Foundations of Physical Hydrology:
Water & Climate

Course Material:

a) Syllabus (Provisional)

b) Demo material for developing instructional technology.)

c) Some resource material :

GE158
GE160

 See also: Instructor's Main Web Site

Interaction Among the Watershed Elements

Geological Sciences/Environmental Studies 58

 

Synopsis: Water, its availability and its unique physical properties, is a partner with solar radiation among the primary agents that drive weather and climate. The cycling of water through the Earth's environment is the yin and yang of water − a benefactor sustaining humankind's food supplies, facilitating transportation and producing power, while conversely an adversary responsible for droughts, floods, wildfires and landslides. If the climate is changing, then, without doubt, water, being the most abundant greenhouse gas − far more so than the nearest candidate, CO2 − will be a principal player in the atmosphere, land processes, in the oceans and rivers, and in the soil. But, how this role will be played out remains elusive to science; we first need to understand the "normalcy" of water processes. We need to understand the normal behavior of water − even as we need to understand what are normal extreme events. This course is a qualitative/semi-quantitative introduction to the underlying causes of floods, droughts, wildfires, and hurricanes in the context of environmental processes globally driven by the unique character of water, and by its regional abundance or scarcity. We explore the foundations for understanding the physical mechanisms by which water is transported throughout a hydrologic system, emphasizing the fundamental inter-coupling of atmospheric, surface, soil and ground water. While providing background for future studies, the course is primarily designed to enable informed citizens to thoughtfully critique and comment on fundamental issues of public policy. A pre-college math and physics background is expected.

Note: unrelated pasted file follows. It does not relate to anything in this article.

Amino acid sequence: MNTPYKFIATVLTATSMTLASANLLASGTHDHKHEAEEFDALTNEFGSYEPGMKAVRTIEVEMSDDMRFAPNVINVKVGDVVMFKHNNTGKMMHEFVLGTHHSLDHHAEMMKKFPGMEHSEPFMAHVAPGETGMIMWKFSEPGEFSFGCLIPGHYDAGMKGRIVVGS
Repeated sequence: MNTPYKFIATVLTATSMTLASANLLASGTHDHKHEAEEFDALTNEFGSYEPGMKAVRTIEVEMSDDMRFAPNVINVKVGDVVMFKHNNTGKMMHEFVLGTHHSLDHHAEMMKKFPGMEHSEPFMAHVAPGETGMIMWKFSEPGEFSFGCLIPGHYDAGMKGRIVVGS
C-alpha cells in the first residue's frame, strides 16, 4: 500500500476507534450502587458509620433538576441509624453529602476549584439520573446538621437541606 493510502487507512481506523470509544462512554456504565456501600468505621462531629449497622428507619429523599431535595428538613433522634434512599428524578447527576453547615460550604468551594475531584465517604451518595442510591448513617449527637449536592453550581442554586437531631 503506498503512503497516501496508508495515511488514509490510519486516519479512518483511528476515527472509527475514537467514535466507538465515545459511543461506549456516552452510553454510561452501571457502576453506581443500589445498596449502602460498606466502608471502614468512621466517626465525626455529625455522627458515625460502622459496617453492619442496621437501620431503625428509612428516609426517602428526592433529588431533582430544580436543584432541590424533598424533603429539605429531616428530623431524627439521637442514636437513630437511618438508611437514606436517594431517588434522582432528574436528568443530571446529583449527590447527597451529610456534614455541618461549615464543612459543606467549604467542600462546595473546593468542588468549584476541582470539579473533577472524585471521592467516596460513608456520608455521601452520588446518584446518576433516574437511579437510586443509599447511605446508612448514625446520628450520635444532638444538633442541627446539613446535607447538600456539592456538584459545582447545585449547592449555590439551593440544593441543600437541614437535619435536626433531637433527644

This course is primarily designed to be a forum in which humanities and science students might explore topics of common interest.

 

 

 

 

Provisional Topics:

PART I. PRINCIPLES OF PHYSICAL HYDROLOGY

Week 1: Partitioning of Water in the Global Environment: The Hydrologic Cycle Relative Distribution of Water in the Earth's Environment Watersheds: Fundamental units of hydrology

Week 2 Mass Balance in the Water Cycle: Summary of Surface & Subsurface Flow Generation

PART II. WATERSHED DYNAMICS: INTERACTION AMONG THE COMPONENTS

Week 3 Precipitation Evapotranspiration

Week 4 Infiltration, Depression Storage & Overland Flow Wetlands

Week 5 & 6 Streamflow Generation; Floods

PART III. WATER IN THE SUBSURFACE

Week 7 & 8 Hydrologic nature of the geologic environment Fundamental Concepts of Ground-Water Flow

Week 9 Visualizing flow patterns in the subsurface

Week 10 Physical Processes in Aquifers Subsurface flow to a discharging (recharging) well Well tests and monitoring wells Regional Flow Patterns

Week 11 & 12 Water Quality Watershed Pollution & Contaminant Migration Overview of water moving through the environment

An alpine glacial lake.

Alpine conifers.

Public Questionnaire on Content

St. Mary's Glacier.

Blackstone River in flood.

More concept images. (Such as shown below.)


A "slant-hole" monitoring well (note water level).


Transition from unconfined to confined aquifer.

Spring runoff in the Blackstone.

Las Vegas Flash Floods - 1999.
(Las Vegas Review Journal. Photo by Jeff Scheid)